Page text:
Thursday, 19 March 2015

Muddy in Mullumbimby

I've been offline for the past two weeks because I have been up in Mullumbimby on the NSW north coast participating in two workshops run by Aboubakar Fofana.
Aboubakar in our Mullumbimby workshop
Aboubakar is a calligrapher, artist, textile designer and graphic designer born in Bamako, Mali but has lived for most of his life in Paris. He is well known for his work with mud-cloth and indigo, which he studied for many years with Japanese master dyer Akiyama Masakazu in Japan.  He now divides his time between Paris, Tokyo and Bamako as he strives to revitalise the lost art of natural dyeing and indigo in his home-country.
The first workshop was on Mud Cloth, or Bogolanfini which is created by using a mud that is high in iron to permanently stain the cloth. Traditionally this textile was worn as a type of camouflage by Malian hunters, and the patterns are rich in cultural significance. Aboubakar always starts off his mud cloth workshops with his favourite talisman of the fish.
Aboubakar demonstrates how to apply the mud to the cloth

There are several steps to achieving this very earthy, primitive cloth.  Firstly the fabric must be prepared by soaking it in a tannin rich broth made from the n'gallama tree.  Aboubakar prefers the hand spun and handwoven cotton fabric from Mali, and we each received a small piece to try first.  Once the fabric has been prepared and dried, the mud is mixed for application.
Mixing the mud to the right consistency
The mud is extremely smelly as it is taken from the bottom of the river at certain times of the year and stored so that it continues to ferment. In this way it is a 'living' colour, very similar to the fermented indigo vats that Aboubakar prefers to work with. The mud can be applied with a paintbrush, stick or even stencilled, and I decided to make a number of small pieces of cloth using the mud in different ways instead of one large project like everyone else.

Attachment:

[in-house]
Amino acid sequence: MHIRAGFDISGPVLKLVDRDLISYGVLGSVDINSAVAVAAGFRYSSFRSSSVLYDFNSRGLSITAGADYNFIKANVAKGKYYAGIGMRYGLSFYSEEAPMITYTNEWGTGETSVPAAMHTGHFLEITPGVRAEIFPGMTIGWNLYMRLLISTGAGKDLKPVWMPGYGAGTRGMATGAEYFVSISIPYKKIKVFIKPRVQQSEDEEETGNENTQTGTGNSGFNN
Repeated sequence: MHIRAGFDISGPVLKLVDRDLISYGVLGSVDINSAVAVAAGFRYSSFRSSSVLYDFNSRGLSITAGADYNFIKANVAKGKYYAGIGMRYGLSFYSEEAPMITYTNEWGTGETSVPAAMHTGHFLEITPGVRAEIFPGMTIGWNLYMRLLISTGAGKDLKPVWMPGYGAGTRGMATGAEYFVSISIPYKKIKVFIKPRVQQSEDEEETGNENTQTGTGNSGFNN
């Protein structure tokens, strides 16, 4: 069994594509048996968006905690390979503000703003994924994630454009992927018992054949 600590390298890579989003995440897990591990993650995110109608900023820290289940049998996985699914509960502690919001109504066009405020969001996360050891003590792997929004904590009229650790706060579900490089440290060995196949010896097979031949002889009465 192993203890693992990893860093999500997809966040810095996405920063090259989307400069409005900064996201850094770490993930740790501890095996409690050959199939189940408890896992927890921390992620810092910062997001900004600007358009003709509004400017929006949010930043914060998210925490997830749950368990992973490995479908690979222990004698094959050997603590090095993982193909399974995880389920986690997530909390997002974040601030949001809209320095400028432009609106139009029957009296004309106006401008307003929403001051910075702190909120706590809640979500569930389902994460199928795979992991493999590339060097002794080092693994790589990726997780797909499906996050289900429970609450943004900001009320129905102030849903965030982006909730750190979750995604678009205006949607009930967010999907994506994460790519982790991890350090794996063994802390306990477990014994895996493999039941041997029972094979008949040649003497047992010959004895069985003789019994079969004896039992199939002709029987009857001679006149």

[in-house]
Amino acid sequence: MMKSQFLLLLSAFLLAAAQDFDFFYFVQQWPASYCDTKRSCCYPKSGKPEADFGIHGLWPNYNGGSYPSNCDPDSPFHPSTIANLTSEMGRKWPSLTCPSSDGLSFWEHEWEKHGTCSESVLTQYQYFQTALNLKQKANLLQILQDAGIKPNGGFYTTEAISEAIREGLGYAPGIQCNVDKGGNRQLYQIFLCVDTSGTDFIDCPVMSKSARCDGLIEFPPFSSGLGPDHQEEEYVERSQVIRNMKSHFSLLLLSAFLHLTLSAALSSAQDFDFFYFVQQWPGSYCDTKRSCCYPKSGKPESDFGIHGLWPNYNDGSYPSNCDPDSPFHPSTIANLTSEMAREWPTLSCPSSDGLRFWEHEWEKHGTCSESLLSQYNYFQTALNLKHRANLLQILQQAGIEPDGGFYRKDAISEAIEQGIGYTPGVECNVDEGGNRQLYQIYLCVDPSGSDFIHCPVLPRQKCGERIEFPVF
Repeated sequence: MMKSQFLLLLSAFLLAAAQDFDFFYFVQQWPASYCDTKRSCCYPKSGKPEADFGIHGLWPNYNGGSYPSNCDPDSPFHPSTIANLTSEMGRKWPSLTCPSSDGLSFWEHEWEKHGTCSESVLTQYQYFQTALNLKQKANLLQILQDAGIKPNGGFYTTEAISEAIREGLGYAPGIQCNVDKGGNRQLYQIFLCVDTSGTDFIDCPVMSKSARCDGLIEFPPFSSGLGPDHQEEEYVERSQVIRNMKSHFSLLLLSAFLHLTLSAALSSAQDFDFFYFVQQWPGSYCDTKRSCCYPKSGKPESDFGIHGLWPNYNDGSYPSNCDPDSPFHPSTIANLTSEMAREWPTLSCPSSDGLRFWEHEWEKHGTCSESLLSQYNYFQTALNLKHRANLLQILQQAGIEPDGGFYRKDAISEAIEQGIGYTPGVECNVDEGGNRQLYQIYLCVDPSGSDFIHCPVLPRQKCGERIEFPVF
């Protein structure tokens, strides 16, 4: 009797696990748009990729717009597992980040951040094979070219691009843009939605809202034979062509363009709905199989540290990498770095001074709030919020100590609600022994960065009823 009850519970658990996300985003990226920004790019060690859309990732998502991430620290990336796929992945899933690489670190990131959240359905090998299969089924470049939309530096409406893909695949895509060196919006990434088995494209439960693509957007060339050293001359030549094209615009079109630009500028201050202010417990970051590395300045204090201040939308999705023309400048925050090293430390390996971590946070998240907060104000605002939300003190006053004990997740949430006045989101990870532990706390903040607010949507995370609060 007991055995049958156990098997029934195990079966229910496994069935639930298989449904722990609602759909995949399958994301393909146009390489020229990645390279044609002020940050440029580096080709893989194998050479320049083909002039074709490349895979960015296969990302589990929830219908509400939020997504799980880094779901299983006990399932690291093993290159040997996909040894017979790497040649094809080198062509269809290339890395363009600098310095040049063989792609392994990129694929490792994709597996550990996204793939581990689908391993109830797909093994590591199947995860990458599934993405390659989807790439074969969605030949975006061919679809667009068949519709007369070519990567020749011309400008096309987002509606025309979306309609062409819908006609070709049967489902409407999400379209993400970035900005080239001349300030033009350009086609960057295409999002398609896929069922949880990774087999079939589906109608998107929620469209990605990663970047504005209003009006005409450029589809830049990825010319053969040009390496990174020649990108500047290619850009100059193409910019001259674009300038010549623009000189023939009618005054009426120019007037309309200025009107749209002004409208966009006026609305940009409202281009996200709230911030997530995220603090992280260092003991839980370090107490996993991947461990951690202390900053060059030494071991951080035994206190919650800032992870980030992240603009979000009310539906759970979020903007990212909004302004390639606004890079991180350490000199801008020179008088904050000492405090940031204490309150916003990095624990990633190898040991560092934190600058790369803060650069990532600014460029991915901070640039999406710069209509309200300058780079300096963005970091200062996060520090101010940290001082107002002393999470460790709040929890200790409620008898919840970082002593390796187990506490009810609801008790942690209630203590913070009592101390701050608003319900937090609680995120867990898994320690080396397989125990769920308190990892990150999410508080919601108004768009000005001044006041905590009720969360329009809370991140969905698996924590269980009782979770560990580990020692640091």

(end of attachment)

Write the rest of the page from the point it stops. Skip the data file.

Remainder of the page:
Some of my mud cloth experiments
Many of the workshop participants made some beautiful and unique textiles as wraps, scarves and even a skirt, and here are some of the results:
Becci with her lovely mandala fabric, handpainted
Becci working on a scarf with Rebecca and Janie in the background
Once the mud is applied to the cloth it is dried and then 'scrubbed' in the air to release the mud.  Once all the mud has been dusted off then it is put into cold water and scrubbed again to get rid of any excess.  The cloth can be washed and dried and then re-tanned for further applications of mud.  Each mud application makes the colour darker, and you can start to build up many layers of varying shades of the mud to enhance your designs.
I will post an article about the indigo workshop in the next day or so.  It was a great experience to work with such a professional and passionate advocator for natural dyeing and the lost textile arts of Mali.

1 comment:

  1. Looks like an amazing two weeks immersed in your passion, natural dying! What a great experience. Look forward to seeing what you do with your "pieces".